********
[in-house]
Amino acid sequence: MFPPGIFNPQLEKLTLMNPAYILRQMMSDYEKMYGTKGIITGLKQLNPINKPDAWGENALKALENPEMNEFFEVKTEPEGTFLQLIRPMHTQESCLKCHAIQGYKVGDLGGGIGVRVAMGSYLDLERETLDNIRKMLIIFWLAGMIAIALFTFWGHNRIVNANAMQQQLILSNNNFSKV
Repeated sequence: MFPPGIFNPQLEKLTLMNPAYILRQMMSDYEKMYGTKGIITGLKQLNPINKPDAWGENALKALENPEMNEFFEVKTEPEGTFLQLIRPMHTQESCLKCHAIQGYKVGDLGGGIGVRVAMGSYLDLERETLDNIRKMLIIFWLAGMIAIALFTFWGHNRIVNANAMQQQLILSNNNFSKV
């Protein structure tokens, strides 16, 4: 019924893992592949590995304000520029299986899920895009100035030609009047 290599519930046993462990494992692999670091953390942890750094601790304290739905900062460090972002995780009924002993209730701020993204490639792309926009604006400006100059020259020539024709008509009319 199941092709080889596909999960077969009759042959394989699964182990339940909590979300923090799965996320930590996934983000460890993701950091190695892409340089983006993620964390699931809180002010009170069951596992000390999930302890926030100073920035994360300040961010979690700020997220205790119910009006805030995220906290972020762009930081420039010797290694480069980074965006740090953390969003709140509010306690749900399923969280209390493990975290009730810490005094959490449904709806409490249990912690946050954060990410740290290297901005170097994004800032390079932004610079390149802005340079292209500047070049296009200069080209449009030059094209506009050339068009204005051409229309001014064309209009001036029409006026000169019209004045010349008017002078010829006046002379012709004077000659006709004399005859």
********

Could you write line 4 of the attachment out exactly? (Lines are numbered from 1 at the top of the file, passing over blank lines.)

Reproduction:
């Protein structure tokens, strides 16, 4: 019924893992592949590995304000520029299986899920895009100035030609009047 290599519930046993462990494992692999670091953390942890750094601790304290739905900062460090972002995780009924002993209730701020993204490639792309926009604006400006100059020259020539024709008509009319 199941092709080889596909999960077969009759042959394989699964182990339940909590979300923090799965996320930590996934983000460890993701950091190695892409340089983006993620964390699931809180002010009170069951596992000390999930302890926030100073920035994360300040961010979690700020997220205790119910009006805030995220906290972020762009930081420039010797290694480069980074965006740090953390969003709140509010306690749900399923969280209390493990975290009730810490005094959490449904709806409490249990912690946050954060990410740290290297901005170097994004800032390079932004610079390149802005340079292209500047070049296009200069080209449009030059094209506009050339068009204005051409229309001014064309209009001036029409006026000169019209004045010349008017002078010829006046002379012709004077000659006709004399005859």